Levi, my baby, how to explain my little caboose, so complicated and serious, little chip on his shoulder, frustrated with his disabilities and yet delightful when he wants to be, full of energy and always in search of new friends. Levi who searches for his place in life, at 20, has taken flight to go live with his father in another state. To learn what he can of the man who left his life when he was just a tender boy of 11, to catch up and hopefully heal the soul and begin to melt the chip. This strong young man I love with my whole heart, I hope he finally finds the peace and understanding he needs to lay his burdens down and be happy.

My children, my babies, my life in the blink of an eye time has flown by. I looked again and they are all still there locked securely in my heart. I see the beautiful eyes of my children and suddenly I feel like I am awaking from a dream. When did that happen? When did I create and raise these people, these people who are creating their own memories and lives. I don’t know  but my heart fills and I know for once, for certain, I have done something good and right. No matter what. But WOW! I’m blown away. Rock on kids!


I limp along in my stupid broken life.

This stupid broken place I created before I was old enough

To even know what the hell I was doing.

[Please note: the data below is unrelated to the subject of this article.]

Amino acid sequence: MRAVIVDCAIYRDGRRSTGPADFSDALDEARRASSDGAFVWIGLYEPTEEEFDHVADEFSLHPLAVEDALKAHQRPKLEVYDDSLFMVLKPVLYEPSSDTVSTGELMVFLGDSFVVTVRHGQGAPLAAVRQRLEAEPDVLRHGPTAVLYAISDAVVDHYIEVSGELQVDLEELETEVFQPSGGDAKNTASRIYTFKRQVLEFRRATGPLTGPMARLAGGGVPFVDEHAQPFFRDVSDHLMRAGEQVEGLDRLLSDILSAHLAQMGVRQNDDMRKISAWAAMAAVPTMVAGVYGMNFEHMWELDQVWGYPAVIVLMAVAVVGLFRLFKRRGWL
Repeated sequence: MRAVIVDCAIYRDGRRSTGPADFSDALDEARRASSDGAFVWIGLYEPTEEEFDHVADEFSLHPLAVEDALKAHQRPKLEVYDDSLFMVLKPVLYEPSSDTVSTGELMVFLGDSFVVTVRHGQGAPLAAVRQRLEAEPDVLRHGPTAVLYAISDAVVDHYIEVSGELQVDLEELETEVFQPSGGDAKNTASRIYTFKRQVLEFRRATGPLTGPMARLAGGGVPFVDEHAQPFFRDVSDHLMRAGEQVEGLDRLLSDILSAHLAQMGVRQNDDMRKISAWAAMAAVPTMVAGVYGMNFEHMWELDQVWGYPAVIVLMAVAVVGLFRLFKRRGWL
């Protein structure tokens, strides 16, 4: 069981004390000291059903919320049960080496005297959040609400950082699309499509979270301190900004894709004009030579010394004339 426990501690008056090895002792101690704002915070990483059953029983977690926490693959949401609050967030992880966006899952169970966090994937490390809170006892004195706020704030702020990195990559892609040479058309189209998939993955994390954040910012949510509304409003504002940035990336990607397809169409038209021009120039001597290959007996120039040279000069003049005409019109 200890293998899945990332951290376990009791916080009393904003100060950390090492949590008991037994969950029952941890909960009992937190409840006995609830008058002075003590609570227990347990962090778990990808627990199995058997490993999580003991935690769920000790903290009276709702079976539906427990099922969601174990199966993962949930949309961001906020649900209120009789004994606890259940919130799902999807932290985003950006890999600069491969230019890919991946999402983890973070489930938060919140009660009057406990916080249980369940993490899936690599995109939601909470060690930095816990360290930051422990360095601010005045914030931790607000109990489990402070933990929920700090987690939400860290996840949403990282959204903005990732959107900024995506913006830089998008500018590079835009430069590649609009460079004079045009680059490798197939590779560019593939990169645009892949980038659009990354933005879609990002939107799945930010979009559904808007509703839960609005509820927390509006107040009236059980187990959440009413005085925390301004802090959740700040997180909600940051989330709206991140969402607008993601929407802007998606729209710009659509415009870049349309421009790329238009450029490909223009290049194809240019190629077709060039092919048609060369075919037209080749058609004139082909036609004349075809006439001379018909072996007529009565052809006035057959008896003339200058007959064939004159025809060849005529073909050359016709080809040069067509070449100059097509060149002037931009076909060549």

I try to repair the things that I’ve broke.

I tear them down and start from scratch

But still the cracks show.

The rips return time after time.

I tape them up and pray they’ll stick this time.

I’m real.

I’m for sure.

I pay for my mistakes every day.

The dues are astronomical.

I’m not a real grandma.

I’m not a real wife.

I’ve never even been a real fiancé’

I’m just this person who’s broke everything she’s ever dreamed of.

Who is sad about her broken things

Who doesn’t know how it got so messed up

Who’s wondering why.

And how.

Tired of halves and shareds and could’ve would’ve and should’ves

And how do I start anew?

I don’t even know.

~Sara Jane~


Some evenings when it’s not so hot and I have my windows open, I can hear the call and laughter of children at play. No music in this old world could be sweeter.  Ahh, childhood, when everything is possible, where there are no limits and you have yet to discover the burdens of life. So many adventures my brothers and sisters and I created. How do I help you to feel the intensity of every magic moment. The burden is great and I am humbled.